Since at least 2011, the federal government has encouraged states to rid their continued claims scripts of two-part questions because they confuse claimants and lead to improper payments. See, e.g., Unemployment Insurance Program Letter (UIPL) No. 19-11, National Effort to Reduce Improper Payments in the Unemployment Insurance (UI) Program, U.S. Department of Labor, Employment and Training Administration, June 10, 2011, pp. 4-7, and UIPL No. 17-14, Revised Employment and Training (ET) Handbook No. 336, 18th Edition: "Unemployment Insurance (UI) State Quality Service Plan (SQSP) Planning and Reporting Guidelines," U.S. Department of Labor, Employment and Training Administration, July 7, 2014, Appendix V, p. 2. The department has not done so. Rather, in October 2012, the department changed its previous Question No. 4 - "Did you work? - to its current form - "During the week, did you work or did you receive or will you receive sick pay, bonus pay or commission?
The commission, in its discretion, asked the ALJ for her impressions of the claimant's demeanor. The ALJ stated that she found the claimant "only partially credible" based on his demeanor and overall behavior in the hearing. The ALJ did not provide any specifics concerning what it was about the claimant's demeanor or behavior that influenced her. Instead, the ALJ merely identified which parts of the claimant's testimony she believed and which parts she did not. This is of no benefit to the commission.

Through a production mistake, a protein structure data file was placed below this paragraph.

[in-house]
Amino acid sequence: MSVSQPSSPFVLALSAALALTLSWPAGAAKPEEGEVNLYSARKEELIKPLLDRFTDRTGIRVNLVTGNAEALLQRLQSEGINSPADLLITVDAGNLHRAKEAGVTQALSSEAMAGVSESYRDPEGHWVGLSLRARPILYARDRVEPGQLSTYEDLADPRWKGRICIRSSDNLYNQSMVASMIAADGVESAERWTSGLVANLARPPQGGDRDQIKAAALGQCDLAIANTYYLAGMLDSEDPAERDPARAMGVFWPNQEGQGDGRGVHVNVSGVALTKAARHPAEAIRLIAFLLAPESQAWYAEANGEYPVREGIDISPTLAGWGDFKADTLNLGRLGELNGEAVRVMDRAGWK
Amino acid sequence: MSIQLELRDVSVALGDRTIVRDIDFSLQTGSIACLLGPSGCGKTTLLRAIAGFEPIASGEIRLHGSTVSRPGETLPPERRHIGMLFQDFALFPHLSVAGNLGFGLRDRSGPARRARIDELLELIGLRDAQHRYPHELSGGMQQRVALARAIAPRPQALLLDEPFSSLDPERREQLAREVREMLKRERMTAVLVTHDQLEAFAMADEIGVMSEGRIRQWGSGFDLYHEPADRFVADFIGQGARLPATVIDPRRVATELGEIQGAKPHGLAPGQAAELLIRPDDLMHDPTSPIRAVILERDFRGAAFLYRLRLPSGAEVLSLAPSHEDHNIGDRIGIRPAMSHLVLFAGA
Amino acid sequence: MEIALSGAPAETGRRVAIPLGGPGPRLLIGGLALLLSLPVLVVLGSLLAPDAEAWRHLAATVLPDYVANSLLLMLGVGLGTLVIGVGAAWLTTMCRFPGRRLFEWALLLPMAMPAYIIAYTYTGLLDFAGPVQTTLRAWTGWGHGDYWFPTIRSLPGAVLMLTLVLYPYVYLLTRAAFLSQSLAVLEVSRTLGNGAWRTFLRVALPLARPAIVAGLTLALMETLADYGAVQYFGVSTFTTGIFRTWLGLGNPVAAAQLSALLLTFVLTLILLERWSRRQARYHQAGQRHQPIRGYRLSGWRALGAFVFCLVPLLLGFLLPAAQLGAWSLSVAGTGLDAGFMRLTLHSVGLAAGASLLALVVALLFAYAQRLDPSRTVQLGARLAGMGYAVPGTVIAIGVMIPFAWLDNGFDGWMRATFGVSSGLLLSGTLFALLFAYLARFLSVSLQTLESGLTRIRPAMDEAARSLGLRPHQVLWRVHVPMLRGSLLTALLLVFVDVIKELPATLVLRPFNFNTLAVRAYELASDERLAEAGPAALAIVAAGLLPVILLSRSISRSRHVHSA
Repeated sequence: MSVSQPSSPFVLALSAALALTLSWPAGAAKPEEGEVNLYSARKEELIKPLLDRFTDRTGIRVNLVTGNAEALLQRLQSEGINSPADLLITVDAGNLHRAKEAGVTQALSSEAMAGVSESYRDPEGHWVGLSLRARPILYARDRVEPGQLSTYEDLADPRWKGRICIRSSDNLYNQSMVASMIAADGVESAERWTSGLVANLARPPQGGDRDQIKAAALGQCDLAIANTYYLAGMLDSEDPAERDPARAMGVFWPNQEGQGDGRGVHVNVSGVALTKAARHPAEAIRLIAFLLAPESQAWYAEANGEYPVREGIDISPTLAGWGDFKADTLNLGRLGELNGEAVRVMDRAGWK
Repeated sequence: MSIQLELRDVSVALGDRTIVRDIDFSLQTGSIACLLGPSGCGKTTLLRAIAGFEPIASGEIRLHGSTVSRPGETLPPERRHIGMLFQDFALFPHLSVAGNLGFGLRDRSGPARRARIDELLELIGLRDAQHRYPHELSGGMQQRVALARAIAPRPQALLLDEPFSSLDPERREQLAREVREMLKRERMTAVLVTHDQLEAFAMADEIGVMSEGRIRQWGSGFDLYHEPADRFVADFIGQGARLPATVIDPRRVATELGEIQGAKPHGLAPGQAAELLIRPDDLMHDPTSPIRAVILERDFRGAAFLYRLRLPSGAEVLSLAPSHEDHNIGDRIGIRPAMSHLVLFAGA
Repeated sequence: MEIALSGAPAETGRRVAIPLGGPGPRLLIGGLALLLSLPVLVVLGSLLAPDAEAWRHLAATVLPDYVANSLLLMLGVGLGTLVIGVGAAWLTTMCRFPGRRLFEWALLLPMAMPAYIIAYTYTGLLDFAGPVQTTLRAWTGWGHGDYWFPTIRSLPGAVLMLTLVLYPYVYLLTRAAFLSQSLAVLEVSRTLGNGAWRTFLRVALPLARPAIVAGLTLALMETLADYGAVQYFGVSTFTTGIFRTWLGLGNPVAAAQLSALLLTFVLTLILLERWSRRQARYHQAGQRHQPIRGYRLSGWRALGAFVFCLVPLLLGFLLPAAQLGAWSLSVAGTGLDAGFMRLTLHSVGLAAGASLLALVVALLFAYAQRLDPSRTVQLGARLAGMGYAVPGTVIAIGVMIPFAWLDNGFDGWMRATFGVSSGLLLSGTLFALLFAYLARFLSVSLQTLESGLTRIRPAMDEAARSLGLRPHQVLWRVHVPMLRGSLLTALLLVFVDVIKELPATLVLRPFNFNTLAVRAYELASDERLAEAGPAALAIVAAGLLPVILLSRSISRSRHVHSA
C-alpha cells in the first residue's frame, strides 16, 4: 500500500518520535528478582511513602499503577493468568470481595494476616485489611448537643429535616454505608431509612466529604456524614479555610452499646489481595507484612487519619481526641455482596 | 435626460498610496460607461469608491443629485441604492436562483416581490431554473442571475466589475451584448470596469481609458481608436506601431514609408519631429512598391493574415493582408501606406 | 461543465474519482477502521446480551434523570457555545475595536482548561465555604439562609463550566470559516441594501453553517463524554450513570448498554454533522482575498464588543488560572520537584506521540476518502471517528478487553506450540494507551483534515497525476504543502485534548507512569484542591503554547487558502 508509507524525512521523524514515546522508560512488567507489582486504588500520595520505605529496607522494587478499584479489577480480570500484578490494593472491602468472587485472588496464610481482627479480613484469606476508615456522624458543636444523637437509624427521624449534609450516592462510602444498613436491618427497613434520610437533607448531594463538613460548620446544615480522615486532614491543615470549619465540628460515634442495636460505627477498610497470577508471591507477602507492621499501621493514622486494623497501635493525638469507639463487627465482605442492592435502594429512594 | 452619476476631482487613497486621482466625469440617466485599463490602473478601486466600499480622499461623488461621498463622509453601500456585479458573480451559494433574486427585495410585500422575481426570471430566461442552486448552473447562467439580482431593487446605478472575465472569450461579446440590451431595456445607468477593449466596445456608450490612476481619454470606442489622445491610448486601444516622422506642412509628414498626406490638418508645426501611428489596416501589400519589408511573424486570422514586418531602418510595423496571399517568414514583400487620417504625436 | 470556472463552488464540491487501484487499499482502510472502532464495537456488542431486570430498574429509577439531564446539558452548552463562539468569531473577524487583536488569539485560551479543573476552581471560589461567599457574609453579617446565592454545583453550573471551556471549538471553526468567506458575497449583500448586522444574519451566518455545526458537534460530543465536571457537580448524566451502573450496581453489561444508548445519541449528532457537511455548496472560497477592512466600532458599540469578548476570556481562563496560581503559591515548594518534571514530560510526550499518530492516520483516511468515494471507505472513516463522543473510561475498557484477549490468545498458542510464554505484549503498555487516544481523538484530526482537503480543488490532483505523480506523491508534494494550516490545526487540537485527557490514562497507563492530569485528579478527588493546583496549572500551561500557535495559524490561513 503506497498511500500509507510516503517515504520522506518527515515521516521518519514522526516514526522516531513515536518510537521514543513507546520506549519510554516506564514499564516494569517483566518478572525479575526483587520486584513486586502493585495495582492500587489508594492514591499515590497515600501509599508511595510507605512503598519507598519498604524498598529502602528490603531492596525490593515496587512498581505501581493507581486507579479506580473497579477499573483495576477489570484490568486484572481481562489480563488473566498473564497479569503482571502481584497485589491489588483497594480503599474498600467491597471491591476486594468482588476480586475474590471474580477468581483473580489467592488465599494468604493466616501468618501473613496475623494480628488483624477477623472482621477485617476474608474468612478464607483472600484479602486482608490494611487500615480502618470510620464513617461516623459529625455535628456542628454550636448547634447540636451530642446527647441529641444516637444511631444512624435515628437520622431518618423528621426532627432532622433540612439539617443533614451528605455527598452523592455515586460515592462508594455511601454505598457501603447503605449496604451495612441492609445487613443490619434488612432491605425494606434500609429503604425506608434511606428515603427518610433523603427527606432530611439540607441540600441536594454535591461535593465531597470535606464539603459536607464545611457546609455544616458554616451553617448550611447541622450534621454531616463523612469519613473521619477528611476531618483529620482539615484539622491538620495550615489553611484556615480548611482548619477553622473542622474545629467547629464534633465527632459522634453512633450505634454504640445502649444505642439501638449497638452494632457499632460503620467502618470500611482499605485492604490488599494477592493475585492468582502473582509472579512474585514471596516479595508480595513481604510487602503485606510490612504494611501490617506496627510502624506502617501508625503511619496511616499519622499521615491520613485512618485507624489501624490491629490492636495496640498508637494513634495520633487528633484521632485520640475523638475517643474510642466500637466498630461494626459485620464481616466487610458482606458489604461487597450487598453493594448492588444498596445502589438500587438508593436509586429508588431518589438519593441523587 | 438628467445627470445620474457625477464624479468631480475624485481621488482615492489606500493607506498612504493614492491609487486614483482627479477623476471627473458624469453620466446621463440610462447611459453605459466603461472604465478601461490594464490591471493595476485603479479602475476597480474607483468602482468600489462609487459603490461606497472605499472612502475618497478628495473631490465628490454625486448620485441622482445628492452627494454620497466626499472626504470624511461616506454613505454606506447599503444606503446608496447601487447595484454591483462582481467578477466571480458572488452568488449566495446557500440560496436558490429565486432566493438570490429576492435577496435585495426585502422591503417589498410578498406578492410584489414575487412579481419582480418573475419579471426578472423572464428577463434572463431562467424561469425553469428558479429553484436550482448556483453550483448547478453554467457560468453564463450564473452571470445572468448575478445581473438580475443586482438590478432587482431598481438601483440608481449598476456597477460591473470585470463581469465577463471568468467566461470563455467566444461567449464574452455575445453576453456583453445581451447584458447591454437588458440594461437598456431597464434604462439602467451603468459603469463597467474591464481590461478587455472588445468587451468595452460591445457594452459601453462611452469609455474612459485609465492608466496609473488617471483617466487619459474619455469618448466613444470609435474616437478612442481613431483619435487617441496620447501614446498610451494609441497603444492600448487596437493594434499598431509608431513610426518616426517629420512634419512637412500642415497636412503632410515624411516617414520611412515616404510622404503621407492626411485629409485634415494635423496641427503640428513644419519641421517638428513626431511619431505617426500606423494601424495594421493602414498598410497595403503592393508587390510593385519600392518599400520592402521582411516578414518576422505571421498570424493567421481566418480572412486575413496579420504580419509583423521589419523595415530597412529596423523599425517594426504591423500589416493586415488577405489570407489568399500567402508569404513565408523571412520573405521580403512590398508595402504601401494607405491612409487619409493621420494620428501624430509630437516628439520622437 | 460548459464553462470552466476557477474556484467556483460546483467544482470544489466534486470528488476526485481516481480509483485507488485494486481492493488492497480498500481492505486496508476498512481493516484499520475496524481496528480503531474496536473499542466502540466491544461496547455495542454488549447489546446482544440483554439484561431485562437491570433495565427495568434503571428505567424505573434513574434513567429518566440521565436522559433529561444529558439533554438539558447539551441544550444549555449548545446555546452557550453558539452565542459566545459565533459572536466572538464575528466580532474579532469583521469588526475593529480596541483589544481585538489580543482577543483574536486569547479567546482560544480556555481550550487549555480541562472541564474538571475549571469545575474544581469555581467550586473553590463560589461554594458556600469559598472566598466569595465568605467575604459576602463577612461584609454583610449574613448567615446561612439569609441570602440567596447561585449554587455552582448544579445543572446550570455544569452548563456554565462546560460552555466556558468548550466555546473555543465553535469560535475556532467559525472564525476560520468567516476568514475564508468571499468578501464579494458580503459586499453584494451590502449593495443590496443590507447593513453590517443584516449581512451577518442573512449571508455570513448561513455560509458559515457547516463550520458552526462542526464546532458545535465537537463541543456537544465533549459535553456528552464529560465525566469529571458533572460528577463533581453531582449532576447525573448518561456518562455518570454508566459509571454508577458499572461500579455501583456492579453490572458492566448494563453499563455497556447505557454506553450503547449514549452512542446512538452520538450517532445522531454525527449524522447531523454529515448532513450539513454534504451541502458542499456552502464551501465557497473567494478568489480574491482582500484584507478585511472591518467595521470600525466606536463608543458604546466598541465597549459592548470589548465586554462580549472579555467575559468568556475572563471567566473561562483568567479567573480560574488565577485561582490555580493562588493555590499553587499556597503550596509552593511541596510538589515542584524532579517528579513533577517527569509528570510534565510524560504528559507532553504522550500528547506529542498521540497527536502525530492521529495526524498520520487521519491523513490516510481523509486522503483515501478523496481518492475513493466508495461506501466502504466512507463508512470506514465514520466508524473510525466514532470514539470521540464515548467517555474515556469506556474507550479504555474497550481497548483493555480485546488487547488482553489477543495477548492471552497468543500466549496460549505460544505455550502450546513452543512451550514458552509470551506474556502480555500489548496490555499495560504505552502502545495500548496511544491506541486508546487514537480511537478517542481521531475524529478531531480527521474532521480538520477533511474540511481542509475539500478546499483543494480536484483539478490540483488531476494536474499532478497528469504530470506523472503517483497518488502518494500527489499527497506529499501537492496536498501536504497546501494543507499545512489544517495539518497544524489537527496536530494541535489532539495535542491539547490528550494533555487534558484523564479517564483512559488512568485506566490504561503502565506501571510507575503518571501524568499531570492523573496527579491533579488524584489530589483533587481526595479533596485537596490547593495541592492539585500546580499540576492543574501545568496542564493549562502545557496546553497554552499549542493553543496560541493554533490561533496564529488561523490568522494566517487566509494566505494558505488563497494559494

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(1)( Back ) The claimant withdrew his appeal of the companion determination and a decision was entered accordingly on January 9, 2014, in Hearing No. 13609851MW.
(2)( Back ) The commission notes that the department no longer sends advices to claimants notifying them of deposits made to their accounts.
(3)( Back ) Wis. Stat. § 108.04(11)(g)(2011-12, as amended through 2011 Wis. Act 236).
(4)( Back ) Wis. Stat. § 108.05(3)(d)(2011-12, as amended through 2011 Wis. Act 236).
(5)( Back ) Wis. Stat. § 108.04(11)(a), (b) and (be)(2011-12, as amended through 2011 Wis. Act 236).
(6)( Back ) Wis. Stat. § 108.04(11)(bm)(2011-12, as amended through 2011 Wis. Act 236).
(7)( Back ) Wis. Stat. § 108.04(11)(bh)(2011-12, as amended through 2011 Wis. Act 236).